I've got two really frustrated notes on the pad that I usually just use to note character names for Momentum, one about how a car chase was terribly choppy and another frustrated at one character dropping another's backstory that we neither need nor, at the point, particularly care about into the middle of a torture scene that was already just overlong and pointless. Who cares? Why work so hard to give a reason for the heroine not being a monster when "I'm not a complete sociopath" will do?

As you might guess from that, Momentum is one of those (likely) VOD-bound action movies that focuses on entirely the wrong things. At their scale and in their market, there's much more word of mouth to be gained from clarity and great staging than anything else, so make those car chases something where you can see relative positions in a shot, pull back a step and hire people who can fight hand-to-hand without extreme close-ups and cuts, and maybe don't be sadistic when killing people without good reason. Weak and obligatory one-lines amid rote banter aren't going to get you noticed, nor is a big Macguffin that you're not actually going to play out.

What's Momentum offer other than bulk to a cable-box menu and a paycheck for a couple of B-list actors? I honestly can't think of anything, and as there are things I don't demand from 90-minute units of action, I do want inventiveness, and Momentum lacks that to a frustrating extent.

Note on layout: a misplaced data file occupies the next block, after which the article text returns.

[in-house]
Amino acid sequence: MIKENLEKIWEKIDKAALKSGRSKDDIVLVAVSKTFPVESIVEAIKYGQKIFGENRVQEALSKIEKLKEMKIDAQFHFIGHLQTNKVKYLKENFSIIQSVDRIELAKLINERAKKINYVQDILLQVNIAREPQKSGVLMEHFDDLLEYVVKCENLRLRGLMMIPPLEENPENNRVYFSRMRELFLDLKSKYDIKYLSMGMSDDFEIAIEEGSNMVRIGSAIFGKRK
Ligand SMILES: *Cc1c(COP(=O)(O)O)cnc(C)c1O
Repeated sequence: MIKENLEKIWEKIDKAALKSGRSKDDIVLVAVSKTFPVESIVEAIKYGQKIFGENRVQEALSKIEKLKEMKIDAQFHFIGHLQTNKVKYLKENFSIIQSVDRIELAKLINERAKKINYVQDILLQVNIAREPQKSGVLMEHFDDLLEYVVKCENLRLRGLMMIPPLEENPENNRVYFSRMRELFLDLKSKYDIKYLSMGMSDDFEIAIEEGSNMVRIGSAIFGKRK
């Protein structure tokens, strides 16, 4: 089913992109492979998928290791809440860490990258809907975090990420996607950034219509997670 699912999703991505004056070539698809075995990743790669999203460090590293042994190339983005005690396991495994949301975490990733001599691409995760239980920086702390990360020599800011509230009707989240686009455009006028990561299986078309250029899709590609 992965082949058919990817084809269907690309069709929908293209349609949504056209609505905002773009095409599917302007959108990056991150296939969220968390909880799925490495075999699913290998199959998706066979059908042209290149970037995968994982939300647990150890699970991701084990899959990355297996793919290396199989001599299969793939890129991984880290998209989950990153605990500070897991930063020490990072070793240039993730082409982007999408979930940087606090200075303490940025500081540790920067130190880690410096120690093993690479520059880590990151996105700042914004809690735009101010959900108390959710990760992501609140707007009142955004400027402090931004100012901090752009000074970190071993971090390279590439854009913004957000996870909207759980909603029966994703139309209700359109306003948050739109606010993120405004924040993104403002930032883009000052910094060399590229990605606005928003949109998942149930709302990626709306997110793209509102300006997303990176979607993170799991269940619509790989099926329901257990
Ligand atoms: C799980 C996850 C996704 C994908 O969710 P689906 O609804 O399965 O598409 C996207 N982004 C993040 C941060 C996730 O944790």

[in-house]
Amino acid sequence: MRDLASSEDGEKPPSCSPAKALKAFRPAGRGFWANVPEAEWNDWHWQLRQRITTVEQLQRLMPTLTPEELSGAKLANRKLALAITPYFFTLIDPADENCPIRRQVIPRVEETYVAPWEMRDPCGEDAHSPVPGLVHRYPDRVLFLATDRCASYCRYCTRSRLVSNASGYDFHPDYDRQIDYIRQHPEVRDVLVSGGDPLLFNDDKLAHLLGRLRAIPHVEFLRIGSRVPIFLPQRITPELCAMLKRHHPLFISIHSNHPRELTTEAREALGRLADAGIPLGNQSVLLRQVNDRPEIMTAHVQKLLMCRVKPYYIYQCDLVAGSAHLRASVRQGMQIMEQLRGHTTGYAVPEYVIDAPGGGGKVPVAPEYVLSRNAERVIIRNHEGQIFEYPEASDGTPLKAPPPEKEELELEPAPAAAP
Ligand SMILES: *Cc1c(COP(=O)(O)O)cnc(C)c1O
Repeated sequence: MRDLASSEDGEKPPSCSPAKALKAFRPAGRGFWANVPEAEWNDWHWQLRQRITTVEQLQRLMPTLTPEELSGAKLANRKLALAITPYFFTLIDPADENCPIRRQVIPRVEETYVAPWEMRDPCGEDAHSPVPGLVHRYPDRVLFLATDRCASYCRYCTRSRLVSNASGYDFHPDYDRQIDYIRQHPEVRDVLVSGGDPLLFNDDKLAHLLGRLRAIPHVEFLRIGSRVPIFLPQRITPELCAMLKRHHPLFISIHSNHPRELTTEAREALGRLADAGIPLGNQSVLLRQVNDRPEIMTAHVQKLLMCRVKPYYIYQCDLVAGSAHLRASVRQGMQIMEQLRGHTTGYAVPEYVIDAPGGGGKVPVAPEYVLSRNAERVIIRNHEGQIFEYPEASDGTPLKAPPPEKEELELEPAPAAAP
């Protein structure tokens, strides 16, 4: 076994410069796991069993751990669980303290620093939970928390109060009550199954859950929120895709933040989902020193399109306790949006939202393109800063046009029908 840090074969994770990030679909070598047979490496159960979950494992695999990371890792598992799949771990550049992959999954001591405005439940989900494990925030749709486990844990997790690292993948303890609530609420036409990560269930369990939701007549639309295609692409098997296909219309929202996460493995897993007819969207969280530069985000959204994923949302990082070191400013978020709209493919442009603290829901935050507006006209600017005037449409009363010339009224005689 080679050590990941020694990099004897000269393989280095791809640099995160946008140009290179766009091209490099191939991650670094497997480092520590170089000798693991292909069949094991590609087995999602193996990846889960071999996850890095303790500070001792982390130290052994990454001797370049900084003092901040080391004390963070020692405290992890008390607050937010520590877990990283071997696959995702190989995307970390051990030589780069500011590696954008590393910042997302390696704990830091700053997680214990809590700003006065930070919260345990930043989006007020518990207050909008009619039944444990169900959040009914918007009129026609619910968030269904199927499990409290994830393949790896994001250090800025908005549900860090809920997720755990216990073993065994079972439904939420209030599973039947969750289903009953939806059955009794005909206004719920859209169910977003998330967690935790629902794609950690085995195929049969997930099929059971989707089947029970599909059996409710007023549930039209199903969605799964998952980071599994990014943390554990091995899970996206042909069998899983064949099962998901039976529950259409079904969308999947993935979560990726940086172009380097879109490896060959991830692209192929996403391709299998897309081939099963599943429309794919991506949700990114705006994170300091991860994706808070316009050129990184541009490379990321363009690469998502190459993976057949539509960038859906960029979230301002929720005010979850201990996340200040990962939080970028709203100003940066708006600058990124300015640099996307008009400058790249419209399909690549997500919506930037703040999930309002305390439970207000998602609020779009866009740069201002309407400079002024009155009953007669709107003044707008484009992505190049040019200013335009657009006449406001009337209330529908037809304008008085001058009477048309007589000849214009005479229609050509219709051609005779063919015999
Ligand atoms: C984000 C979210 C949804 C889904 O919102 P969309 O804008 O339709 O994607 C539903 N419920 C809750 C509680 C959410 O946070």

Full review on EFC.

Jönssonligan - Den perfekta stöten (The Master Plan)

* * * ½ (out of four)
Seen 22 July 2015 in the J.A. de Sève Cinema (Fantasia International Film Festival, DCP)

More of this, please.

I've got no idea whether this reboot of Sweden's "Jönssonligan" franchise was popular enough to spawn sequels, but I want it to be. It's a neat, tight little caper movie that introduces its characters quickly, has them play out a set of linked heists with style and panache, and never forgets, even if it was a loved one's murder that kicks things off, that these adventures are supposed to be fun.

I like the cast as well. Simon J. Berger marries an Alan Rickman voice to a methodical character but does so with surprising charm and warmth. Alexander Karim makes the con artist of the group a cut-up, Torkel Petersson makes a depressed demolitions expert funny without (I think) being offensive, and Susanne Thorson has an impish but professional charm as the safecracker. I believe "Rocky" was a man in the earlier iterations of the series (and Karim's Ragnar Vanheden was white), so it's a bit of an updated and diversified cast, but one that works well together. The villains are fun and threatening, but thankfully secondary.

In some ways, I have less to say about this one than others I liked less; it's a modestly-sized caper that amuses and doesn't stumble, rare enough to be worth praising even though that's kid of what these movies are expected to do.

Full review on EFC.

No comments: